Jesus has to be forgiven on two levels. The first relates to the “bitter idols” the world has made of him, which clearly reflects its projections and has nothing to do with him at all. These idols have come in both special hate and love forms, where he has either been made into a figure of judgment and punishment who demands suffering and sacrifice of his followers, or else a magical savior who, upon petition, will solve problems and reward good deeds and faithful discipleship with his love and beneficence. Once again, such images reflect the specialness needs of the image-makers, with no reference to the real Jesus at all, who clearly is beyond such ego concerns. And so it can be seen here that Jesus is to be forgiven for what he has never done, and even more to the point, forgiven for what he has never been.
To the ego, Jesus is the most threatening figure imaginable, as we have already indicated in our answers to earlier questions, for if he is real, then the ego thought system cannot be. And so the part of anyone’s mind that still clings to specialness and individuality — the hallmarks of the ego thought system — would inevitably fear, and therefore attack Jesus to protect itself. This attack reflects the original ego thought that the Son of God had sinfully separated himself from the Love of God. Guilt over such attacks on Jesus — the Western world’s greatest embodiment of this Love — can only lead to denial. Guilt (or self-hatred) is such an overwhelming experience that it is almost inevitably buried in our minds. This reflects the magical belief that, like the proverbial ostrich, if we do not see the problem, it is not there. This ego dynamic of avoiding the pain of our guilt culminates in projecting our belief in sin and guilt onto Jesus.
This is the meaning of the passages quoted above from the text. Rather than our accepting responsibility for our guilt — which the ego teaches us must lead to death as justified punishment for our sin — we hope, once again magically, that by projecting the guilt out onto Jesus, leading to his death, we will be off the hook. For the ego would kill rather than have its existence undone. And thus two thousand years of belief in vicarious salvation, which Christian theology espouses, proclaims that “Jesus did it for us.” This insane dynamic reflects the ego’s “bread-and-butter” dynamic of the guilt-attack cycle, wherein the guiltier we feel, the greater is our need to attack others in “self-defense,” which in turn reinforces the guilt which always remains repressed in our minds. And then the cycle begins all over again. This is why Christians have always worshiped a slain savior, and why Catholics specifically commemorate Jesus’ death by reenacting it every day at Mass. Our guilt impels us continually to kill him off. And so what we forgive in Jesus is simply the projection of what remains unforgiven in ourselves.
What we find here is that this first level of forgiving Jesus for our projections onto him, is really the defense against the underlying level which reflects our real need for forgiveness: Jesus has to be forgiven for who he truly is. Again, if the Jesus of reality is indeed present within our minds as the perfect embodiment of God’s Love — the pure expression of the Holy Spirit’s Atonement principle — then our entire identity as a separated physical and psychological being is undone. It is truly this that we hold against Jesus. He is the living proof within the dream of our own existence, that we are wrong and he is right. He is the clear and unmistakable presence from outside the dream that attests to our sleeping minds that the dream itself is unreal. To accept this is to accept that we are truly not here, but dreaming a dream where we made up an individual self to replace the Self that God created. And so to preserve this made-up self, we must attack and destroy the truth. We have already examined this idea in some depth, but let us return to it once more by quoting some expressive lines from one of Helen’s later poems, “Stranger on the Road,” which so graphically portray this fear of confronting the truth of Jesus’ existence. In effect, Jesus’ presence in our minds denies the “truth” of our own thought system of fear and death, which in our strange insanity we believe is comforting to us and therefore needs to be protected from him:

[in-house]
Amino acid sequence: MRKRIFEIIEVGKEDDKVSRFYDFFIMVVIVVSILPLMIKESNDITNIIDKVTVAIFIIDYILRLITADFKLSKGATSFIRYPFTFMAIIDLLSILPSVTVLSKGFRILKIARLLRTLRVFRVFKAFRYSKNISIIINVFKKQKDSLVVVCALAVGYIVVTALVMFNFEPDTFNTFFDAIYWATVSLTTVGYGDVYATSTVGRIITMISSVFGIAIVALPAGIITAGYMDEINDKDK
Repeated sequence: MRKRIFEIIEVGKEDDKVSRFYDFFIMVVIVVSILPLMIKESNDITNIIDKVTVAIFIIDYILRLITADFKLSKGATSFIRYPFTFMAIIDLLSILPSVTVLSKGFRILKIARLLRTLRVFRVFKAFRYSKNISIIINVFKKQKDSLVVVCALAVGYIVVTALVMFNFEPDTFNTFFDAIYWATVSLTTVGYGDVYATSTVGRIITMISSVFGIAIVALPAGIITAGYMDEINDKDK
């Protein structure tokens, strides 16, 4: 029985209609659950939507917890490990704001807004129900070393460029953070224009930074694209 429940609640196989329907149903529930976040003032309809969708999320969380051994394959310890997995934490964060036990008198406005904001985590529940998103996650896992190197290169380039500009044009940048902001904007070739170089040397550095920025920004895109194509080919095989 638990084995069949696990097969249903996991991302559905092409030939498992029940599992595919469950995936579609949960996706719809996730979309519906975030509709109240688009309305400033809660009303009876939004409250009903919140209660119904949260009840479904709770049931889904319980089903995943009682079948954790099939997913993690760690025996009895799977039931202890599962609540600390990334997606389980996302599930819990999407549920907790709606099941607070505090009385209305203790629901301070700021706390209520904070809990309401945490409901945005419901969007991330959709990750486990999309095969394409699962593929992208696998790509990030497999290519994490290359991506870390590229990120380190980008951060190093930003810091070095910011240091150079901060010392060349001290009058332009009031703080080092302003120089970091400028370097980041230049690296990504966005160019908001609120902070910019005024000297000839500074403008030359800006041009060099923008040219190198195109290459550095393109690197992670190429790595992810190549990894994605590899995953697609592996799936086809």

The road is long. I will not lift my eyes,
For fear has gripped my heart, and fear I know —
The shield that keeps me safe from rising hope;
The friend that keeps You stranger still to me.Why should You walk with me along the road,
An unknown whom I almost think I fear
Because You seem like someone in a dream
Of deathlessness, when death alone is real?
Do not disturb me now. I am content
With death, for grief is kinder now than hope.
While there was hope I suffered. Now I go
In certainty, for death has surely come.
Do not disturb the ending. What is done
Is done forever. Neither hope nor tears
Can touch finality. Do not arouse
The dead. Come, Stranger, let us say “Amen.”
(The Gifts of God, p. 103)
And so in all honesty we need to look at how we fear and hate Jesus, feelings that are almost always buried in our unconscious minds, under layers and layers of defenses. Through forgiving him for who he truly is, we learn at the same time to forgive ourselves for trying to pretend that we are not who we truly are, and then seeking to blame him for it. Were the presence of Jesus not so explicitly clear in A Course in Miracles, many students would not have the opportunity of dealing with this deeply buried layer of unforgiveness and guilt in themselves.